Posted by Christopher Will on 02/27 at 05:00 PM
Brooklyn-based indie-pop trio Fun., released their sophomore album Some Nights this past Tuesday, and it stands as one of the most diverse and innovative pop albums to come out of this decade thus far. While Fun.’s freshman debut, Aim & Ignite, was an album layered heavily with 70’s classic rock influences, Some Nights takes bits and pieces of multiple genres and clumps them together into a perfect musical mess. Though some may see Some Nights as Fun.’s attempt to “sell out” for radio audiences, the more musically intellectual will step back and realize that the album as a whole is too unique and breathtaking to be a “sell out.” Some Nights is Fun. doing what they do best: making thought provoking and mind blowing music that is, for lack of a better term, ridiculously and indescribably fun.
When Nate Ruess, Andrew Dost, and Jack Antonoff introduce the story of Some Nights, they do it the only way they know how: theatrically, cinematically, and with brash, almost uncomfortable intimacy. “Some Nights Intro” opens with a tinkling piano, skipping creepily around a spattering of applause as Ruess’ quiet, but menacing voice begins to slowly take us through his evening pains: “there are some nights I hold onto every note I’ve ever wrote…” he starts, his voice steadily rising in pitch. A dissonant female opera singer and Dost and Antonoff’s bold orchestrations join him soon after. Ruess becomes enveloped in a choir of voices, chanting, “oh my god, have you listened to me lately? Lately, I’ve been f*cking crazy!” The song then explodes into a hodgepodge of strings, piano and drums. Ruess’ voice breaks to almost a whisper as he admits, “but usually, I just try to get some sleep…” before everything blows up around him and his voice rises into a shrill shriek of “…some nights!”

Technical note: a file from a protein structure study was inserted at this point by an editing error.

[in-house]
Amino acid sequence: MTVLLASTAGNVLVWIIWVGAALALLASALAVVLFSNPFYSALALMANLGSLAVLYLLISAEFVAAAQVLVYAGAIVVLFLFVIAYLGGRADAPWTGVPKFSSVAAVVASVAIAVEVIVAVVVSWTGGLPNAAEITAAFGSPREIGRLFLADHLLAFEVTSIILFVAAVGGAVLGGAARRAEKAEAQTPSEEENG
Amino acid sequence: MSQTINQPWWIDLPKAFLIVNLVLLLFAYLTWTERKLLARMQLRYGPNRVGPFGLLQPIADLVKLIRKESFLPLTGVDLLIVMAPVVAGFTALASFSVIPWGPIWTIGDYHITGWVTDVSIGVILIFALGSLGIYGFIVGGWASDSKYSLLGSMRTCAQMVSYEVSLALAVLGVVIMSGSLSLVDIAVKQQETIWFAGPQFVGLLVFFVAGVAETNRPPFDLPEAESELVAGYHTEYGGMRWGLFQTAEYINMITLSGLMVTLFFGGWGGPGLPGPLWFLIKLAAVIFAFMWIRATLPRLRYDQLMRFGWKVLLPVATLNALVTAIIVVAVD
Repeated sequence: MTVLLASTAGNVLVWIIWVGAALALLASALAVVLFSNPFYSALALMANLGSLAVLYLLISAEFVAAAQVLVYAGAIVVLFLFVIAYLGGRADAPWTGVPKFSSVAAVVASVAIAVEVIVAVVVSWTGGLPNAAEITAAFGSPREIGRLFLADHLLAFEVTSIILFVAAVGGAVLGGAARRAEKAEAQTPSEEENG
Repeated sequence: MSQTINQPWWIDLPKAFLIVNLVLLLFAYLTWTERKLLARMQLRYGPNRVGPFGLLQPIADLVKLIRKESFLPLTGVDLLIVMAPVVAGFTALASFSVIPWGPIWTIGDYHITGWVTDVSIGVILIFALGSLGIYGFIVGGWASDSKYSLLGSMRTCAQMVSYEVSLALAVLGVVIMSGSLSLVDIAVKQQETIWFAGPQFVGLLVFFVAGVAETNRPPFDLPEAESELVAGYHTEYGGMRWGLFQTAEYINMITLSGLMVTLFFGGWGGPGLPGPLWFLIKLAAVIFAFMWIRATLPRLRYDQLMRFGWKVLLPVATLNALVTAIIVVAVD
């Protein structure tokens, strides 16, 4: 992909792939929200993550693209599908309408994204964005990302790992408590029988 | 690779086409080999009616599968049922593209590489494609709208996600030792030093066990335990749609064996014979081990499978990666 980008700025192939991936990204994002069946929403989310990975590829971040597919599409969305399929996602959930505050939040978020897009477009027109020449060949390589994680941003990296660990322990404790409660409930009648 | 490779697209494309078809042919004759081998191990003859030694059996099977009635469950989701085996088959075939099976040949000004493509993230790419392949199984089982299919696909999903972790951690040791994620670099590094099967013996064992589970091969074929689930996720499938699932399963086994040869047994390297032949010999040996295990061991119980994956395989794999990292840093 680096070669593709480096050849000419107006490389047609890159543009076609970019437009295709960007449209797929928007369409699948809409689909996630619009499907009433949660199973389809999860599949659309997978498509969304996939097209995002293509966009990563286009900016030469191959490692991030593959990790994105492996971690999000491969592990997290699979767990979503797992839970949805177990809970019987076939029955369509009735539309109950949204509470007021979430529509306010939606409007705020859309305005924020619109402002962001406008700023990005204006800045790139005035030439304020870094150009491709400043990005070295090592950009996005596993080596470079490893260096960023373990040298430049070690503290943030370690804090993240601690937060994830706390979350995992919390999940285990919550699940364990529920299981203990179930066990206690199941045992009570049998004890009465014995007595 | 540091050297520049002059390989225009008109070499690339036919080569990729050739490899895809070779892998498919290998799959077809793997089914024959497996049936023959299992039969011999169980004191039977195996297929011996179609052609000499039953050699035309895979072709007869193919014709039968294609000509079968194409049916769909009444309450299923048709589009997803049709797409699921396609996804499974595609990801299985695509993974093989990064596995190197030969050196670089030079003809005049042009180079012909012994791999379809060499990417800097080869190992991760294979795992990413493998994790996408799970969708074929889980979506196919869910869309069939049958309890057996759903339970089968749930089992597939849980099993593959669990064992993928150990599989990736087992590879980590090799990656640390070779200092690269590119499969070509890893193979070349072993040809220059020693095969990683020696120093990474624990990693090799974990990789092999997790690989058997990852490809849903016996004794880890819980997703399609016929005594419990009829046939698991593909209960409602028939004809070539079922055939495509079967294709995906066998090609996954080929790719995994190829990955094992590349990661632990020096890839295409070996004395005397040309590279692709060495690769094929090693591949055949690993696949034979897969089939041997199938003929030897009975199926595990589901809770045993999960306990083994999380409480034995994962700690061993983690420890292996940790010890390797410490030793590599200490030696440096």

If Fun. derives their name from their sound, then the title track of the album showcases that the most. “Some Nights” begins with a choir of Ruess’ harmonizing voices, cutting through the silence with unadulterated vocal power. Then the song crashes into auditory euphoria as the choir collides with huge, booming tribal drums, creating some bizarre and fantastic mash-up calling to mind Queen’s best vocal works mated to instrumentals from The Lion King soundtrack. “This is it boys, this is war! What are we waiting for? Why don’t we break the rules already,” Ruess barks gleefully, soaring through the first verse before the chorus slams back into the song, bolstering with strong guitars, choirs of harmonizing vocal tracks, and clannish drums. The track then breaks down to a soft beat while Ruess speaks as if to himself, “so this is it. I sold my soul for this, washed my hands of that for this, I missed my mom and dad for this…” This is the magnum opus of Fun.’s musical prowess, and even when Nate’s voice ascends into an auto-tuned falsetto in the bridge, it seems appropriate given the massive and sublimely chaotic nature of the track.